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The Italian utility has the largest number of smart meters in the world, about 30 million. Now it’s talking with Google about using its PowerMeter home energy display in a new pilot project.
Enel, Italy's primary utility, is looking to Google's PowerMeter in a home energy management pilot project. If the project goes through, it would provide the largest test bed yet for the internet search giant's foray into helping homeowners save energy.
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Those building automation systems for controlling lights actually work, says a new PG&E study. Expect sales to zoom.
Flipping off the lights does save power, particularly if you don't have to rely on humans.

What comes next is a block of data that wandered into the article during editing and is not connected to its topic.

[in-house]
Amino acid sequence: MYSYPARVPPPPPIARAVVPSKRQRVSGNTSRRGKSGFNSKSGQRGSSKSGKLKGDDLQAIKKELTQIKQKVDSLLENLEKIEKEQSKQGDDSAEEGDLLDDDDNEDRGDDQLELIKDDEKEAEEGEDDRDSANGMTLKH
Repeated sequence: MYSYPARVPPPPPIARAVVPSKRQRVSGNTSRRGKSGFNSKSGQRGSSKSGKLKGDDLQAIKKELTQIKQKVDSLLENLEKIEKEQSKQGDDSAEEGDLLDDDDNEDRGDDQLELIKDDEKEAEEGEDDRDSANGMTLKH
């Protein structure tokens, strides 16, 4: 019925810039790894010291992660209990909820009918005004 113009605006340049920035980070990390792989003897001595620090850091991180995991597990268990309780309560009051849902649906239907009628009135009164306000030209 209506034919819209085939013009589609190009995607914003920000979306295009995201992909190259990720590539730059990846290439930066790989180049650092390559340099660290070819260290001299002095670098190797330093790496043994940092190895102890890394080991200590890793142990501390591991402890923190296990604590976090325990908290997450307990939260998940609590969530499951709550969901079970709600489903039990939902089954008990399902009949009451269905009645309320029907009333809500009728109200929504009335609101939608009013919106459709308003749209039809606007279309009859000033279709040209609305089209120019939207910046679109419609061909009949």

A study commissioned by the Emerging Technologies Program at Pacific Gas & Electric has found that automated systems for dimming and turning off lights in commercial buildings could cut power consumed by lighting by 50 percent or greater.
Lighting controls from Adura Technologies did the best in the tests, curbing power by 51.4 percent to 72.9 percent. Technology from EnOcean, meanwhile, curbed power consumption by 63.6 percent, but the result varied with the technologies EnOcean was partnered.
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The Annual Gathering for Smart Grid
GridWeek provides the opportunity for organizations and businesses focused on Smart Grid to hold meetings and participate in collaborative sessions and learn from leading experts on Smart Grid.
Background on Smart Grid
A realization is emerging that a new view of energy, beyond oil, coal and other fossil based fuels, will result in decentralized components of the electricity grid, a far cry from the central generation and structured system of the past. A smart information network—the Energy Internet—for the electric grid is seen as necessary to manage and automate this new world.